I would slightly disagree with David and suggest starting with a line (not counting tippet) that is no longer than the rod. Once you get it to roll over properly, then go to a longer line.
    Tenkara Bum

  7. #17

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    Quote Originally Posted by CM_Stewart View Post
    ..... Although most tenkara anglers use much more wrist, it you have a good western cast you don't have to change much at all (at least if you follow the Joan Wulff school of casting rather than the Lefty Kreh school of casting!). The one thing you absolutely must change, though, is the followthough. Do not, Do Not dip your rod tip at the end of the forward cast. .... You must smoothly accelerate on the back cast and stop the back cast abruptly with the rod just past vertical. Pause until the line straightens behind you. You should be able to feel it tug on the rod when it does, but watch the back cast in case you haven't yet noticed the tug. As soon as the line straightens, start your forward cast. ....
    The cast should not be just wrist. You should move your upper arm, forearm and wrist. Review Joan Wulff's on-line videos of a fly cast. Her comments about the wrist snap that ends a forward cast - like using a screen door - push with your thumb (most tenkara anglers grip the rod with the index finger on top rather than the thumb, so push with your index finger) and pull with your ring finger and pinky) are THE key to a tenkara cast. .....
    I would agree with Chris that Joan's description of how to cast is very much in line with what I think I know about Tenkara casting. And her style of casting is more Tenkara-like that other western casting instruction I have seen.

    I really like her description of an imaginary line between your eye and the target point, and to make the power snap when the rod is perpendicular to that line. Or stated another way, make sure the fastest part of your forward cast is after your rod reaches that perpendicular point. I think you can also think of making the fastest part of your back cast after the rod reaches that perpendicular point too.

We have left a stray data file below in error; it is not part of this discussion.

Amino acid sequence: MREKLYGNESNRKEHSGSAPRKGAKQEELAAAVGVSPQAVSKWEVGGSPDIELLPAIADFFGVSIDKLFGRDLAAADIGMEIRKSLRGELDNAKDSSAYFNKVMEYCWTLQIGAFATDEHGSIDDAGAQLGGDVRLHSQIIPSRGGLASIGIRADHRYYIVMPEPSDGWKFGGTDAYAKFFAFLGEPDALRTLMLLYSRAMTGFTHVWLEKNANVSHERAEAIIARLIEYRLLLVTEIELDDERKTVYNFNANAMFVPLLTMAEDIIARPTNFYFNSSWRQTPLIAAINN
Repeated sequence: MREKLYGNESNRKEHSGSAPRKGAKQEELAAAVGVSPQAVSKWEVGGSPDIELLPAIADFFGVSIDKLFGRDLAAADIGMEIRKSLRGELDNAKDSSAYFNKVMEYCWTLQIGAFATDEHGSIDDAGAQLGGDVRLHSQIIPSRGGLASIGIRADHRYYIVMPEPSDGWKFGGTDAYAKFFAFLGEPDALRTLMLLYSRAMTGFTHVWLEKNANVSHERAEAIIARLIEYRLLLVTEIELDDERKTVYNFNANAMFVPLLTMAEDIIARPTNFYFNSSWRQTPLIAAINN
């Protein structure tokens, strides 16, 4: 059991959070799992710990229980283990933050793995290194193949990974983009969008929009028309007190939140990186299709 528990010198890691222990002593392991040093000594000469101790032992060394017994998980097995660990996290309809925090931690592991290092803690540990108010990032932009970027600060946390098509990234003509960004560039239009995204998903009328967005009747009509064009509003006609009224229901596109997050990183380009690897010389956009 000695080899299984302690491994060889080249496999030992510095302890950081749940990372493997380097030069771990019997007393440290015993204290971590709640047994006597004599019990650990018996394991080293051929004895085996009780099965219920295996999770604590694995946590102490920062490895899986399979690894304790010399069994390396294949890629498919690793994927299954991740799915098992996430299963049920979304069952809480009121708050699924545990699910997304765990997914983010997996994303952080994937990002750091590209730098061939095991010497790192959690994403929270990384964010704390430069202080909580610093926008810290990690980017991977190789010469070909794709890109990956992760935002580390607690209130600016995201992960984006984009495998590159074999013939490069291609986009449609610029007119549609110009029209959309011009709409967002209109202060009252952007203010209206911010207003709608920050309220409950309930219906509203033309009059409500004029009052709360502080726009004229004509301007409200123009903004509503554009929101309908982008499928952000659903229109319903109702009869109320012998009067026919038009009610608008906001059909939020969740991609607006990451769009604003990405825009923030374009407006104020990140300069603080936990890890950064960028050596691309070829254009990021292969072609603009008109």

Joan Wulff Teaches the Basics of Fly Casting

    https://www.youtube.com/watch?v=KyThAv-WPSg



    It's not in this video, but I think it was in another video using a lot of the same video where Joan emphasizes the importance of keeping a little space between the palm and the rod grip. That is hold the rod grip lightly. Don't hold it tightly like driving a nail with a hammer. I think that does two things: it improves the cast, and it helps the rod tip osciallation to dampen out faster at the end of the forward cast.

    I think the important result of learning to improve your casting technique is not to just be able to cast, but with better casting technique you will be able to cast a lighter line well, which will allow you to fish and hold more of the line off the water than is possible when fishing with a heavier line. And help you to better cast in wind because you have learned how to transfer more power into the line from the rod motion.

    As for the thumb on top used with western rods. Actually if you look at a lot of Japanese tenkara fishing videos some people do cast with with the thumb on top, mostly the older generation. I do think it is a more natural hand arm alignment, and I cast with that grip from time to time. I find it a useful way to use a different set of muscles during the cast. Particularly useful during a long afternoon of fishing especially when fishing with a long rod, 3.9m or longer, and a long line. Not so much useful when fishing with a rod of 3.6m or shorter with a short light line. Worth trying from time to time.

    D

  8. #18
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    Oct 2002
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    Awesome video. Joan Wulff is a great casting instructor.

    While fishing in a strong wind last week, I noticed my form was falling apart when I tried to power my casts into the wind. A slightly relaxed stroke worked much better.

    Thanks
    Last edited by Bruce Norikane; 03-16-2016 at 02:56 AM.